Strong US labor market data dealt a blow to the narrative of central banks' dovish pivot. Persistent underlying price pressures imply a need for higher rates, regardless of softer commodities and slower growth. Tactical successes in ongoing global geopolitical tensions could turn into more instability.
In the US, the Fed remains squarely focused on reining in inflationary pressures, downplaying evidence of softening private demand. For now, this seems warranted, with last week's data adding to evidence of strong labor demand and risks of an acceleration in wage pressures as labor supply continues to struggle.
In the euro area, deteriorating business sentiment and weakening production and sales data all point to a sequential moderation in activity in the third quarter. The input cost price shock may have lost momentum but its delayed pass-through adds to concerns over the region’s inflation stickiness.
In the UK, the Bank of England delivered a 50 basis point hike as expected but the significant growth and inflation revisions were a surprise. We maintain our view that the Bank will hike once more by 25 basis points in September then keep rates on hold for the foreseeable future. This week, the focus will be on June GDP and developments in the leadership contest.
In Japan, yen depreciation pressures have eased on expectations for a slower pace of rate-hiking by the Fed. However, the Bank of Japan’s yield curve controls (YCC) still face the classic trilemma of international finance, leaving Japan exposed to exchange rate instability in both directions.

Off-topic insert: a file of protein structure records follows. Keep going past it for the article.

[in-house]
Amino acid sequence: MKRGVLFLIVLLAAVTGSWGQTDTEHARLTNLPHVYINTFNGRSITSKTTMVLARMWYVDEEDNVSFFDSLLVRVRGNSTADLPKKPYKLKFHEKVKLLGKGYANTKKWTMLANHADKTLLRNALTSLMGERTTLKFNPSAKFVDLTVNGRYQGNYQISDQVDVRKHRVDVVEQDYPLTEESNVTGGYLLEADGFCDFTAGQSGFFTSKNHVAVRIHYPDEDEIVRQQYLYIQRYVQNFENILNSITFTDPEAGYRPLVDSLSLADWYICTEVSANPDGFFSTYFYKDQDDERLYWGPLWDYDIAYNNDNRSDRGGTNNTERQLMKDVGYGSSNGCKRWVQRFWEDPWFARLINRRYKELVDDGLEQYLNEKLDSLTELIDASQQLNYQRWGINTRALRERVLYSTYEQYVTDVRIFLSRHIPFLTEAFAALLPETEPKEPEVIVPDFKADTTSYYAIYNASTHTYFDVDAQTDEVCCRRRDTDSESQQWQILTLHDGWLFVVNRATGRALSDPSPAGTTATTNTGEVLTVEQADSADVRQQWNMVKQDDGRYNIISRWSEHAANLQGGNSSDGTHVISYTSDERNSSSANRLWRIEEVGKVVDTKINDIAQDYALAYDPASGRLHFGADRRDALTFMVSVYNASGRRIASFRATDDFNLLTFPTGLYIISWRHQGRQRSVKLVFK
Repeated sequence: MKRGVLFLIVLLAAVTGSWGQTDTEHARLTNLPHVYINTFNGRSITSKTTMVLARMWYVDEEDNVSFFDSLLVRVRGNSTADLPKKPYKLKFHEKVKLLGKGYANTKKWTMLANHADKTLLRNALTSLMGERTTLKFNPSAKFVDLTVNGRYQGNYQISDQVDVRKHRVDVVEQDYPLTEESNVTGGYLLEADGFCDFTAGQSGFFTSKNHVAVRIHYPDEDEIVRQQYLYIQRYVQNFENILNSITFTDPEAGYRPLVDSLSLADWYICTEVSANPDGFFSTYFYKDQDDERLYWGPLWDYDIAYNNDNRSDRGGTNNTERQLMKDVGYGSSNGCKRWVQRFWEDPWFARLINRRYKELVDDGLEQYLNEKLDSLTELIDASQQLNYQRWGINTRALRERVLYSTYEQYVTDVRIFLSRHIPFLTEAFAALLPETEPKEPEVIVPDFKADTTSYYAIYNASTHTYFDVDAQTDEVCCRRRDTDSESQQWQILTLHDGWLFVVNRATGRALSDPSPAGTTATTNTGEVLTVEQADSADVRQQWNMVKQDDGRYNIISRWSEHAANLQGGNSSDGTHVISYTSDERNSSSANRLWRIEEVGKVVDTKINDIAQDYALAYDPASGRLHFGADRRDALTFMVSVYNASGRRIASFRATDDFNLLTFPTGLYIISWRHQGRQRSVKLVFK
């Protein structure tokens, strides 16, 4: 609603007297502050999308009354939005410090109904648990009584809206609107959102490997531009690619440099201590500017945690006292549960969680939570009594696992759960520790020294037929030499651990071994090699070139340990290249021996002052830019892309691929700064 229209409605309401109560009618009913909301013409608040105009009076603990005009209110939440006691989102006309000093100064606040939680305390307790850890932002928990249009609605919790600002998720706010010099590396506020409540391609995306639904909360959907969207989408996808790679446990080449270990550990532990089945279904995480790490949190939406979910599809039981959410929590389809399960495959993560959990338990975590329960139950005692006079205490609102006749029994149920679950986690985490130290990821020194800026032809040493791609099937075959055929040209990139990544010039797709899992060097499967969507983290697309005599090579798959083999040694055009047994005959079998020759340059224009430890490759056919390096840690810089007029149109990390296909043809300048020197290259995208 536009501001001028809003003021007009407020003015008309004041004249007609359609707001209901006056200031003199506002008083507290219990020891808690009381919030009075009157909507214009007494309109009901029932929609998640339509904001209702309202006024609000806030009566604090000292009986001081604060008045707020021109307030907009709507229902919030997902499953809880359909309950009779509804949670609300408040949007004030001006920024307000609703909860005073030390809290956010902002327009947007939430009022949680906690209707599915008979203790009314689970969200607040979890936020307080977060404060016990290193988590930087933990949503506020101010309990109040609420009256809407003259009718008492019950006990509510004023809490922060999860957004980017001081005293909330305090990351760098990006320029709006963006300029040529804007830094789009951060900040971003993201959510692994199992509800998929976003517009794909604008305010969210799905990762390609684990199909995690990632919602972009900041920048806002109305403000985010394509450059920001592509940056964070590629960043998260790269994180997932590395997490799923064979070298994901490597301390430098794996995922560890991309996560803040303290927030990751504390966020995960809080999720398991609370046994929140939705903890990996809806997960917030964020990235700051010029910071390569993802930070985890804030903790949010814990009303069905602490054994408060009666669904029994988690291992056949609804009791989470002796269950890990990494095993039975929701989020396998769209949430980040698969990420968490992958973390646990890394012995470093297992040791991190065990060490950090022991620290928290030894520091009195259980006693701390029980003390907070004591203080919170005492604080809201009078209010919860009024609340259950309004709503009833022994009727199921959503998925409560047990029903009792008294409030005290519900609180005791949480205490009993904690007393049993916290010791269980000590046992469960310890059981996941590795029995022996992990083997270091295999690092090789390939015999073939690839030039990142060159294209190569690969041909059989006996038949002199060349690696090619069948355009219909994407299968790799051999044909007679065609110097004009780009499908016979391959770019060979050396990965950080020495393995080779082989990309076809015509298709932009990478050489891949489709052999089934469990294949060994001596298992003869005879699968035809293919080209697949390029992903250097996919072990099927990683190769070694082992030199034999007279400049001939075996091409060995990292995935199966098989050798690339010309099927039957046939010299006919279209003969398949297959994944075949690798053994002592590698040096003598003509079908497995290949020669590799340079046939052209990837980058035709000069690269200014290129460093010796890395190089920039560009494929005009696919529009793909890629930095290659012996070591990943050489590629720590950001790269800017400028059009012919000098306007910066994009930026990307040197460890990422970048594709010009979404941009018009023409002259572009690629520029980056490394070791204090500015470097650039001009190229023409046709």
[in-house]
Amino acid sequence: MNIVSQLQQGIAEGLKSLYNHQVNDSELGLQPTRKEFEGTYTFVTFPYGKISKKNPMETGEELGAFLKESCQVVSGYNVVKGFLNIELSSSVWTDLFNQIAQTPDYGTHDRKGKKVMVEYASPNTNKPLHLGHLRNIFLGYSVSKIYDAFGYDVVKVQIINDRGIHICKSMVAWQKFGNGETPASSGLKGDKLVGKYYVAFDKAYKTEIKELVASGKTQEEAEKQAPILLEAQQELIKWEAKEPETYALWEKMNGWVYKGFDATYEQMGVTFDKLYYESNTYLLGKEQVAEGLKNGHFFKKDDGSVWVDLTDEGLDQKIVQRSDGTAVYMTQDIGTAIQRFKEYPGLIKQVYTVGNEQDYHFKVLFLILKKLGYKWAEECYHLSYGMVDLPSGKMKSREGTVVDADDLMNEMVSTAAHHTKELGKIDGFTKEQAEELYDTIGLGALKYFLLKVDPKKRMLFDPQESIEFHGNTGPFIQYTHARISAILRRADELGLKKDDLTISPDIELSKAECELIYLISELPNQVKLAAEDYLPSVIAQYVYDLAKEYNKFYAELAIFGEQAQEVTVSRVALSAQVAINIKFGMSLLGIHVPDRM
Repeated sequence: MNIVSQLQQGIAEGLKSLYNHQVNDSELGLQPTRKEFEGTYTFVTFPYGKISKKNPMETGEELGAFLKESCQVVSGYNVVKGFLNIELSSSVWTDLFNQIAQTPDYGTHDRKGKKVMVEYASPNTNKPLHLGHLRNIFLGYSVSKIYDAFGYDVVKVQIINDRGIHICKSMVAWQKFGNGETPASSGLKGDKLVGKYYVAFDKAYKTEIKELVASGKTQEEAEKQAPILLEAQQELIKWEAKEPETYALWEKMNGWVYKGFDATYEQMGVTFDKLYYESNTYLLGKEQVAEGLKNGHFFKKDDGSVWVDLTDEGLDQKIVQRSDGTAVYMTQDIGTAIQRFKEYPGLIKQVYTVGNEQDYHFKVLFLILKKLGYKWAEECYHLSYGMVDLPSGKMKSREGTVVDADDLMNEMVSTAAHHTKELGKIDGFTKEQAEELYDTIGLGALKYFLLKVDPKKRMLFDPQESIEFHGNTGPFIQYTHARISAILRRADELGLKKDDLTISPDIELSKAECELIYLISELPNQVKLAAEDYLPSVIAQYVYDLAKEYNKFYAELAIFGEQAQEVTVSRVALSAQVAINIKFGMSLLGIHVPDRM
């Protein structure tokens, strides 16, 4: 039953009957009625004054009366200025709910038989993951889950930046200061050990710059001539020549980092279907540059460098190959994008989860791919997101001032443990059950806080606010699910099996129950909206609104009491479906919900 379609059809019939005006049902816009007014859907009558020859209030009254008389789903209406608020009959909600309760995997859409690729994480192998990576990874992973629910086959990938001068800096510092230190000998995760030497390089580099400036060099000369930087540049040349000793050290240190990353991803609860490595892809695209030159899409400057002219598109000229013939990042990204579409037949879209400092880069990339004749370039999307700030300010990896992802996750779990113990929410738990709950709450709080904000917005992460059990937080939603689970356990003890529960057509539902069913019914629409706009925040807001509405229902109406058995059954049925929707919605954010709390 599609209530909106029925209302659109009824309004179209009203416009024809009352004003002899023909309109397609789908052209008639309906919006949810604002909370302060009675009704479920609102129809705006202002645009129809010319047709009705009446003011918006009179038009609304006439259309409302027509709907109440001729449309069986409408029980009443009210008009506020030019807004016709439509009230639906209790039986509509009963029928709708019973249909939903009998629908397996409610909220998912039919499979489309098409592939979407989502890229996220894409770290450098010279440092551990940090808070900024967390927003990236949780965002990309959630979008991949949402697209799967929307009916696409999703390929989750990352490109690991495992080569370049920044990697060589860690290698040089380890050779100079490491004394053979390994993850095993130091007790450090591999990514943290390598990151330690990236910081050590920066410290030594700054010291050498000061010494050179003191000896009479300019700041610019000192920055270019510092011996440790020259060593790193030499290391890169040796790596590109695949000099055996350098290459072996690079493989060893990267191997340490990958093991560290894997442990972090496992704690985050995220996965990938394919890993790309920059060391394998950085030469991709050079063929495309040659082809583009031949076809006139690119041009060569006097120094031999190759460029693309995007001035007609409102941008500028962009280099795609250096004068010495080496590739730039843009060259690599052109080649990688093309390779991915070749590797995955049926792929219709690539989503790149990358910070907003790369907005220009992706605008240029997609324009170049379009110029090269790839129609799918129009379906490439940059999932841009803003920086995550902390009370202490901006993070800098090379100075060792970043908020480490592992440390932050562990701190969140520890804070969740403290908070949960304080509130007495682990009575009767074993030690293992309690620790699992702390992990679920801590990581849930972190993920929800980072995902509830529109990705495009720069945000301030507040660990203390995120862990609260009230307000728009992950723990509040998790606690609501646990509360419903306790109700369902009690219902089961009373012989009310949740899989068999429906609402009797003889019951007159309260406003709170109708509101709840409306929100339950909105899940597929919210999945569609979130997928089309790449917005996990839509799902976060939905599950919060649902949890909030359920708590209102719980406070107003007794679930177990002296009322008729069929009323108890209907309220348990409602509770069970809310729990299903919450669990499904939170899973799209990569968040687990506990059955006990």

China responded with its most significant measures against Taiwan in decades, but we think the overall response is still relatively restrained. In addition, we believe the disappointing NBS manufacturing PMI mainly reflects a housing drag and softened new export orders.
In Emerging Asia, the Reserve Bank of India increased its policy rates by 50 basis points, delivering a cautious message. Meanwhile, growth in Indonesia remains robust, though weakness in EM Asia PMIs suggest growth is expected to moderate.
In Emerging EMEA, PMIs across the region showed continued weaker economic activity in July, resulting in less hawkish rate decisions than expected from the Czechia and Russia last week. We think most major economies will shift focus gradually to growth from inflation starting in the fourth quarter.
In Latin America, the political situation remains fluid across the region, amid new authorities taking office, elections, and social pressures, which are maintaining uncertainty over the fiscal and activity outlook and suggest that volatility is likely to persist.
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